IRS Lowers Interest Rates For First Time Since January
The Internal Revenue Service has posted its new interest rates for the fourth quarter of 2003. The rates are lower across the board, which should make people owing back taxes happy. People receiving overdue tax refunds from the federal government will find that the interest they receive is going down as well.
New interest rates go into effect October 1, 2003. Here are the new interest rates compared to their predecessors:
- Tax overpayments owed to individuals: 4%, down from 5%
- Tax overpayments owed to corporations: 3% down from 4%
- Tax underpayments owed to the IRS: 4% down from 5%
- Tax underpayments owed to the IRS by large corporations: 6% down from 7%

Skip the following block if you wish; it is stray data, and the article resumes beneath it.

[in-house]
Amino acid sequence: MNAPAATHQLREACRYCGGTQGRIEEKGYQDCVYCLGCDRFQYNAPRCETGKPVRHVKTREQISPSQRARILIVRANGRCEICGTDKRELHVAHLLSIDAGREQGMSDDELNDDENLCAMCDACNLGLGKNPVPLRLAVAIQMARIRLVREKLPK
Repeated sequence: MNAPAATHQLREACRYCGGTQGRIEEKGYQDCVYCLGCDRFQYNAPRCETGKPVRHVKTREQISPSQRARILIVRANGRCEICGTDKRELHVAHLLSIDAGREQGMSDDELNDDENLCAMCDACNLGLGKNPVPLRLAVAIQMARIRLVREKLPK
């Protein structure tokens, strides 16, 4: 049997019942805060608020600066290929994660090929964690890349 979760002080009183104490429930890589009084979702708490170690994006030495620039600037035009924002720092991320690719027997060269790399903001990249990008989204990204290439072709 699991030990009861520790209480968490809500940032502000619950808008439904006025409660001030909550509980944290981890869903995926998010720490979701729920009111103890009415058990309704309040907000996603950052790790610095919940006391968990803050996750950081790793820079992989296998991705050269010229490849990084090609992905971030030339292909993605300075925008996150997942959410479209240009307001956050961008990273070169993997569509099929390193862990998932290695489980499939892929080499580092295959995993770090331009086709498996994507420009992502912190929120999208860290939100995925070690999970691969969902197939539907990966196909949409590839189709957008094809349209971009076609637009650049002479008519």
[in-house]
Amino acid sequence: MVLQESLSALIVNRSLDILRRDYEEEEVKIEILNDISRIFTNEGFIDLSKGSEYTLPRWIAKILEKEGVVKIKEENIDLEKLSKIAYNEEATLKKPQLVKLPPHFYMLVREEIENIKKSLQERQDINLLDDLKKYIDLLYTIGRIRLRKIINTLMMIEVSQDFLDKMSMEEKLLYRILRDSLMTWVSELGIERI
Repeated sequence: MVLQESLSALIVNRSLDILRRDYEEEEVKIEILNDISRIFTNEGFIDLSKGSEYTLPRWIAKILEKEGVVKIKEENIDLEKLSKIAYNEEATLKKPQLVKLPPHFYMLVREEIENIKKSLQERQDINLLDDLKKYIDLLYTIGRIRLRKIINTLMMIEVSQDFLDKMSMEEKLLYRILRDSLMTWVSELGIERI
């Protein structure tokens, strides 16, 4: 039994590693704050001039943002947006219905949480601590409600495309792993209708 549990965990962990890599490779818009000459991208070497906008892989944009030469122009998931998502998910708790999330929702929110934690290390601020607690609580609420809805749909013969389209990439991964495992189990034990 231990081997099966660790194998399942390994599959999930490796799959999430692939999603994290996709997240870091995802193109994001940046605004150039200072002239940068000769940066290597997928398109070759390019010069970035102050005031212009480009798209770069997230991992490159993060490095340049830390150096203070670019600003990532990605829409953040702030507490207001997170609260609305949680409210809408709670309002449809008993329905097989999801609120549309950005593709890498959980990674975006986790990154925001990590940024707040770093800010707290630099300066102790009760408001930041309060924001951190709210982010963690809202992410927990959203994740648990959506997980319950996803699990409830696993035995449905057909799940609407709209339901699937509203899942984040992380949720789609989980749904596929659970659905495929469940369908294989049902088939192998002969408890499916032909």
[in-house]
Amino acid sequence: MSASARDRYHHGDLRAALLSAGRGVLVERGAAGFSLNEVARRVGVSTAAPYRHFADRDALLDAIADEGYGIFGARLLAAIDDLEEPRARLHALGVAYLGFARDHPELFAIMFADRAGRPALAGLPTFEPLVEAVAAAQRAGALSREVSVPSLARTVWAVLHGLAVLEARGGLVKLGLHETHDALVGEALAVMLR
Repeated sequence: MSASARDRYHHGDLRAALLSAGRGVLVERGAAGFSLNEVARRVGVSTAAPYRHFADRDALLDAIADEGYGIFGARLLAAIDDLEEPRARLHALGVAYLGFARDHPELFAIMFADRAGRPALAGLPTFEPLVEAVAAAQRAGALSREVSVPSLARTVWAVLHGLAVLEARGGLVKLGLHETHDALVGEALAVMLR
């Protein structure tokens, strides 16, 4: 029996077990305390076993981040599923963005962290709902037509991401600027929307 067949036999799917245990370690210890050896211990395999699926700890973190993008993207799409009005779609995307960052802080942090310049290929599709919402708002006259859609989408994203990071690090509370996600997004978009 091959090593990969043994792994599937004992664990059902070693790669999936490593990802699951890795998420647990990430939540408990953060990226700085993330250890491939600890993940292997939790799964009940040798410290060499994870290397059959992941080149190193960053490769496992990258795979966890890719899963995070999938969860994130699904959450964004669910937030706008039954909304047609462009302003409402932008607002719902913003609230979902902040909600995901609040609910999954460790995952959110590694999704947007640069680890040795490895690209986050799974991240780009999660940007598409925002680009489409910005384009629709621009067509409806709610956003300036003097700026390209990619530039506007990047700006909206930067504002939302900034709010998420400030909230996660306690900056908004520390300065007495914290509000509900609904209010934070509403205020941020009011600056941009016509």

- Tax overpayments in excess of $10,000 owed to corporations: 1.5% down from 2.5%
Taxpayers whose federal income tax refund has not been paid within 45 days of the due date of the tax return, including extensions, are entitled to receive interest on the refund at the overpayment rate. Interest is calculated from the due date of the return or the date you filed the return, whichever is later. The interest is taxable!
The IRS bases its interest rates on a formula that is based on a sum of the federal short-term interest rate plus a fixed number of percentage points, depending on whether it is an over- or an underpayment. The current rates are based on the July 2003 federal short-term interest rate rounded to the nearest full percent, in this case 1%.
The new interest rates are published in Revenue Ruling 2003-104, which includes a complete history of IRS interest rates since July 1975.
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